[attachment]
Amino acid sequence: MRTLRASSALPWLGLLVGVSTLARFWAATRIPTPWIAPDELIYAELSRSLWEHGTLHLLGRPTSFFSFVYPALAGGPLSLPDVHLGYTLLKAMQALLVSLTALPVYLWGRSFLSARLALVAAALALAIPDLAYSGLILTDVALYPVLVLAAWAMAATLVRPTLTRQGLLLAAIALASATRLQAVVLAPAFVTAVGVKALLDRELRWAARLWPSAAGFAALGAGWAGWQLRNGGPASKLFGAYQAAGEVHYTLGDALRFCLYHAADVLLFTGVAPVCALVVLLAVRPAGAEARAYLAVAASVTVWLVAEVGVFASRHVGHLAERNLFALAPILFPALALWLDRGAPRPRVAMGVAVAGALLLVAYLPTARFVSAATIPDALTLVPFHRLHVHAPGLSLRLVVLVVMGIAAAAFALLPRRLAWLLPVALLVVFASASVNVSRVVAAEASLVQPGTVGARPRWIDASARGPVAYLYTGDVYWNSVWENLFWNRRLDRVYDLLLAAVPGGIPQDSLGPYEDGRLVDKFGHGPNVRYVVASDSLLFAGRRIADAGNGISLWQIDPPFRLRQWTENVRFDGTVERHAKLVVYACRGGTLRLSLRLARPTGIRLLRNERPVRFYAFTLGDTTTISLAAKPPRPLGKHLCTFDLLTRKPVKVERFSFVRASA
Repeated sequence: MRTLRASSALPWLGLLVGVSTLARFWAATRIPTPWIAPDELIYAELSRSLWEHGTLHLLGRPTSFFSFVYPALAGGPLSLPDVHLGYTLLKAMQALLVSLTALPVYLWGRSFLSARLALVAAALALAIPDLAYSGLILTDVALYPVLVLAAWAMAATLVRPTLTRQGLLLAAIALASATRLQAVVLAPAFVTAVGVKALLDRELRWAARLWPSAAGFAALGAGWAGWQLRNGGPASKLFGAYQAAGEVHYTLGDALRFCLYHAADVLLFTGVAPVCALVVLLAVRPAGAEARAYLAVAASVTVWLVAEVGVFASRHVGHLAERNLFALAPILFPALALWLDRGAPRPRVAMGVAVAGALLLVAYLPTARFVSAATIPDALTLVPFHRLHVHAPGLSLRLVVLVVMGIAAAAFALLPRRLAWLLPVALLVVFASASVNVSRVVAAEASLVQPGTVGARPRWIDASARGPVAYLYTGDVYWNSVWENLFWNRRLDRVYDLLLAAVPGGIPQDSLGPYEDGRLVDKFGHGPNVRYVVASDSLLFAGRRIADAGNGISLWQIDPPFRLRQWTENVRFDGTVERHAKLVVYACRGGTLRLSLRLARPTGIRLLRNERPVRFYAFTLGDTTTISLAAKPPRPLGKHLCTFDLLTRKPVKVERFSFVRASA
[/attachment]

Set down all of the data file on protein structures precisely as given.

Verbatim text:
Amino acid sequence: MRTLRASSALPWLGLLVGVSTLARFWAATRIPTPWIAPDELIYAELSRSLWEHGTLHLLGRPTSFFSFVYPALAGGPLSLPDVHLGYTLLKAMQALLVSLTALPVYLWGRSFLSARLALVAAALALAIPDLAYSGLILTDVALYPVLVLAAWAMAATLVRPTLTRQGLLLAAIALASATRLQAVVLAPAFVTAVGVKALLDRELRWAARLWPSAAGFAALGAGWAGWQLRNGGPASKLFGAYQAAGEVHYTLGDALRFCLYHAADVLLFTGVAPVCALVVLLAVRPAGAEARAYLAVAASVTVWLVAEVGVFASRHVGHLAERNLFALAPILFPALALWLDRGAPRPRVAMGVAVAGALLLVAYLPTARFVSAATIPDALTLVPFHRLHVHAPGLSLRLVVLVVMGIAAAAFALLPRRLAWLLPVALLVVFASASVNVSRVVAAEASLVQPGTVGARPRWIDASARGPVAYLYTGDVYWNSVWENLFWNRRLDRVYDLLLAAVPGGIPQDSLGPYEDGRLVDKFGHGPNVRYVVASDSLLFAGRRIADAGNGISLWQIDPPFRLRQWTENVRFDGTVERHAKLVVYACRGGTLRLSLRLARPTGIRLLRNERPVRFYAFTLGDTTTISLAAKPPRPLGKHLCTFDLLTRKPVKVERFSFVRASA
Repeated sequence: MRTLRASSALPWLGLLVGVSTLARFWAATRIPTPWIAPDELIYAELSRSLWEHGTLHLLGRPTSFFSFVYPALAGGPLSLPDVHLGYTLLKAMQALLVSLTALPVYLWGRSFLSARLALVAAALALAIPDLAYSGLILTDVALYPVLVLAAWAMAATLVRPTLTRQGLLLAAIALASATRLQAVVLAPAFVTAVGVKALLDRELRWAARLWPSAAGFAALGAGWAGWQLRNGGPASKLFGAYQAAGEVHYTLGDALRFCLYHAADVLLFTGVAPVCALVVLLAVRPAGAEARAYLAVAASVTVWLVAEVGVFASRHVGHLAERNLFALAPILFPALALWLDRGAPRPRVAMGVAVAGALLLVAYLPTARFVSAATIPDALTLVPFHRLHVHAPGLSLRLVVLVVMGIAAAAFALLPRRLAWLLPVALLVVFASASVNVSRVVAAEASLVQPGTVGARPRWIDASARGPVAYLYTGDVYWNSVWENLFWNRRLDRVYDLLLAAVPGGIPQDSLGPYEDGRLVDKFGHGPNVRYVVASDSLLFAGRRIADAGNGISLWQIDPPFRLRQWTENVRFDGTVERHAKLVVYACRGGTLRLSLRLARPTGIRLLRNERPVRFYAFTLGDTTTISLAAKPPRPLGKHLCTFDLLTRKPVKVERFSFVRASA